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EdwardC

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  1. Not quite what I said. Which was; it has been reported that some trees are recovering from Chalara. The jury's out on whether they are actually recovering from Chalara or it's just wishful thinking.
  2. Chalara has been shown to have been present in the UK since at least 2004, eight years before a nursery admitted it had imported infected trees. Chalara is present throughout the UK which isn't surprising. It appears that Chalara exists in the ash population at a low level for a number of years with little evidence of symptoms. There seems to come a point when the level of innoculum reaches a critical level, at which time it really takes off and symptoms become blindingly obvious. That point in time here, was this year. In other areas it was some time ago. In other areas it may yet be to happen, but it will. I'm sceptical about ash making a comeback. It hasn't been reported elsewhere in Europe that I'm aware of.
  3. I hope this has put your mind at rest.
  4. Decline of ash has been something exercising the minds of researches for decades. By the early 80's the forestry department of Oxford University were undertaking a study. The outcome of this was that agricultural practice was a main component of the decline. As is always the way one thing alone is unlikely to be the cause of decline or death. Chalara isn't sweeping the country. It swept the country some time ago, and is widespread everwhere. Signs of ash dieback may not be that evident. The wilting and droopy dead leaves are occasionally present but not easily observed, the diamond leisions appear on youger stems, which on older trees tend to be up in the crown out of sight. Basal leisions might, or might not, be present and are easily missed. Dead twigs and branches and clumps of epicormics are more easily seen. Some of these symptoms will indicate ash dieback, some may have nothing to do with it, but absence of evidence is not evidence of absence. As for buds not breaking, ash bud moth is common, widespread, and causes this.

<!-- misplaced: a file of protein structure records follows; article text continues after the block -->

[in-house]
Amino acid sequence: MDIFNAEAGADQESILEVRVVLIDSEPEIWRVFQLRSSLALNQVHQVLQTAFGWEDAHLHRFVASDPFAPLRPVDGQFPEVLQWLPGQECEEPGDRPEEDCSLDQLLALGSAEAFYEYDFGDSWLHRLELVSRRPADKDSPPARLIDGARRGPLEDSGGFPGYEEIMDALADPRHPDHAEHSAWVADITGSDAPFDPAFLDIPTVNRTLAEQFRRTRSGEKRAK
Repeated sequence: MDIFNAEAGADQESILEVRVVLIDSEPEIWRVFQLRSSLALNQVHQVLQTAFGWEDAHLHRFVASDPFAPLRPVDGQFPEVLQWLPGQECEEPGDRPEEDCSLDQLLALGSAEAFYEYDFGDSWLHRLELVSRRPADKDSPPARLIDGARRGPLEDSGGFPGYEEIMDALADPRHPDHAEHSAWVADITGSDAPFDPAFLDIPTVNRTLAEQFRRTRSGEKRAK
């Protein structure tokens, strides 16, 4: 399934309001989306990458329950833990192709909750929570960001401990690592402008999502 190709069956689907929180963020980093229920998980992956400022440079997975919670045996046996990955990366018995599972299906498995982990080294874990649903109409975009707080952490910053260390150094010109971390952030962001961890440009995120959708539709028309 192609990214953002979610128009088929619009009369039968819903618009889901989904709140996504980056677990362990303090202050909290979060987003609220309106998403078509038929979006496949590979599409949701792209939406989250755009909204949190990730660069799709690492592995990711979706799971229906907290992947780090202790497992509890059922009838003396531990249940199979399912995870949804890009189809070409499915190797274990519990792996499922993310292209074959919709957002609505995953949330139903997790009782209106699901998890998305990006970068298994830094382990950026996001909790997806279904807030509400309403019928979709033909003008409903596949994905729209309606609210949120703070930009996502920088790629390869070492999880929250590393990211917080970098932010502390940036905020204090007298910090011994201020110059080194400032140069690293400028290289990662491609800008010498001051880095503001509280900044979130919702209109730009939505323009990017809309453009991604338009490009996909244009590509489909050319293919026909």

5. I vote elder. Leaflets reduce in size from the tip to the base, A. Negundo leaflets increase in size. Leaflets are the wrong shape as well, but the right shape, with serations for elder. As Stere says, the shape of it, and branch structure are very reminiscent of elder. The leaves do have a strange colour, but that could be for many reasons; young growth, nutrient deficiency, poisoning, daylight, camera flash, camera settings...
  6. https://www.forestresearch.gov.uk/tools-and-resources/pest-and-disease-resources/oak-pinhole-borer-platypus-cylindrus/
  7. Awful looking ash is a symptom of Chalara. And for any few that survive there's always emerald ash borer.
  8. Ash sawfly? Sight of the critters would help.
  9. Level 6 reading from a few years ago.
  10. Whoever you are learning with should provide a reading list.
  11. The original exhausts were expensive when replacement was needed. The 3 into 1 was cheaper. There was a baffle which bolted into the end. However, it drastically affected the performance for the worst. Without it, it ran just great. You did get 5 minutes prior notice of my arrival. I used to put the baffle in for the MOT.
  12. I've had a few Jap strokers; RD200, GT500. Why? Seemed like a good idea at the time. Then I discovered Laverdas and Ducatis and wondered why myself. In between the Italian stuff I indulged myself with a GS1000 engined Moto Martin and a few British bikes including a pre-unit T120, probably one of my favourites. The Moto Martin would stop at the sight of rain, and do about 100 yards on reserve. Looked good and went well if the sun was out, and you filled up at every garage. Early 80's and heading off to Wales camping
  13. The flaw here is that you do not address the fact that you, and it's not just you, are only interested when the perpatrators are of colour. White perpatrators are ignored. Even when eventually found out and convicted they are conveniently forgotten about in order to perpetuate a false narrative that abusers are only coloured.

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